In an effort to conserve and protect limited water resources, the States of Florida and California have actively promoted wastewater reclamation and have implemented comprehensive regulations covering a range of reuse applications. Florida has a semi-tropical climate with heavy summer rains that are lost due to run off and evaporation. Much of California is arid and suffers periodic droughts, low annual rainfall and depleted ground water supplies. The high population density combined with heavy irrigation demands has depleted ground water supplies resulting in salt-water intrusion. During the past decade, Florida reuse sites have increased dramatically from 118 to 444 plants representing a total flow capacity of 826 MGD. California presently has over 250 plants producing 1 BGD with a projected increase of 160 sites over the next 20 years. To prevent the transmission of waterborne diseases, disinfection of reclaimed water is controlled by stringent regulations. Many states regulate wastewater treatment processes, nutrient removal, final effluent quality and disinfection criteria based upon the specific reuse application. As a rule, the resulting effluents have low turbidity and suspended solids. For such effluents, UV technology can economically achieve the most stringent disinfection targets that are required by the States of California and Florida for restricted and unrestricted reuse. This paper compares UV disinfection for wastewater reuse sites in California and Florida and discusses the effect of effluent quality on UV disinfection.

  19. Cleaning, disinfection and sterilization of surface prion contamination.

    Science.gov (United States)

    McDonnell, G; Dehen, C; Perrin, A; Thomas, V; Igel-Egalon, A; Burke, P A; Deslys, J P; Comoy, E

    2013-12-01

    Prion contamination is a risk during device reprocessing, being difficult to remove and inactivate. Little is known of the combined effects of cleaning, disinfection and sterilization during a typical reprocessing cycle in clinical practice. To investigate the combination of cleaning, disinfection and/or sterilization on reducing the risk of surface prion contamination. In vivo test methods were used to study the impact of cleaning alone and cleaning combined with thermal disinfection and high- or low-temperature sterilization processes. A standardized test method, based on contamination of stainless steel wires with high titres of scrapie-infected brain homogenates, was used to determine infectivity reduction. Traditional chemical methods of surface decontamination against prions were confirmed to be effective, but extended steam sterilization was more variable. Steam sterilization alone reduced the risk of prion contamination under normal or extended exposure conditions, but did show significant variation. Thermal disinfection had no impact in these studies. Cleaning with certain defined formulations in combination with steam sterilization can be an effective prion decontamination process, in particular with alkaline formulations. Low-temperature, gaseous hydrogen peroxide sterilization was also confirmed to reduce infectivity in the presence and absence of cleaning. Prion decontamination is affected by the full reprocessing cycle used on contaminated surfaces. The correct use of defined cleaning, disinfection and sterilization methods as tested in this report in the scrapie infectivity assay can provide a standard precaution against prion contamination. Copyright © 2013 The Healthcare Infection Society. Published by Elsevier Ltd. All rights reserved.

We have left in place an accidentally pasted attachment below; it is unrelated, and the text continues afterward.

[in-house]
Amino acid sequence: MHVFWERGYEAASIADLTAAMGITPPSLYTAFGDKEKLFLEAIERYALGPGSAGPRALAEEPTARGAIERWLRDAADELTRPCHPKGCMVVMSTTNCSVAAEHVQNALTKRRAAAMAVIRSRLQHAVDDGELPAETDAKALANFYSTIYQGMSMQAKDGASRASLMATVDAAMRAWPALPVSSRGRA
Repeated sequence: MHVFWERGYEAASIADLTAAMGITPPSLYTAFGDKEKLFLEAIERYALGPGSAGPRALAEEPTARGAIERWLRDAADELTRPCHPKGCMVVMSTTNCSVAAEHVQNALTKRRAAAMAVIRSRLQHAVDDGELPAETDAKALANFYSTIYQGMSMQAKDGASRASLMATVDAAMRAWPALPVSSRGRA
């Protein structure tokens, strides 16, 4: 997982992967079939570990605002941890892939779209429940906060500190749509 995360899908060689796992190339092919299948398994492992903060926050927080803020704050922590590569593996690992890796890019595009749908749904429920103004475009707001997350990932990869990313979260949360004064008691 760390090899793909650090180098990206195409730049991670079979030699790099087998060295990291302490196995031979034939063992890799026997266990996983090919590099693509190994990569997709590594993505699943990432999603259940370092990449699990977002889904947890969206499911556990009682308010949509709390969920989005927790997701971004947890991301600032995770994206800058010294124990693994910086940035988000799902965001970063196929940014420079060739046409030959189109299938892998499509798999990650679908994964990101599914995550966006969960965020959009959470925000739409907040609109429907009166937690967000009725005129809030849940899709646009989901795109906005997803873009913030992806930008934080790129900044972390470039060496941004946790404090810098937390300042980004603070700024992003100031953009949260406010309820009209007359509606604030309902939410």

20. Evaluation of 5 Cleaning and Disinfection Methods for Nets Used to Collect Zebrafish (Danio rerio)

    OpenAIRE

    Collymore, Chereen; Porelli, Gina; Lieggi, Christine; Lipman, Neil S

    2014-01-01

    Few standardized methods of cleaning and disinfecting equipment in zebrafish facilities have been published, even though the effectiveness of these procedures is vital to preventing the transmission of pathogenic organisms. Four chemical disinfectants and rinsing with municipal tap water were evaluated for their ability to disinfect nets used to capture zebrafish. The disinfectants included benzalkonium chloride+methylene blue, sodium hypochlorite, chlorine dioxide, and potassium peroxymonosu...

  1. Effect of alginate chemical disinfection on bacterial count over gypsum cast

    OpenAIRE

    Haralur, Satheesh B.; Al-Dowah, Omir S.; Gana, Naif S.; Al-Hytham, Abdullah

    2012-01-01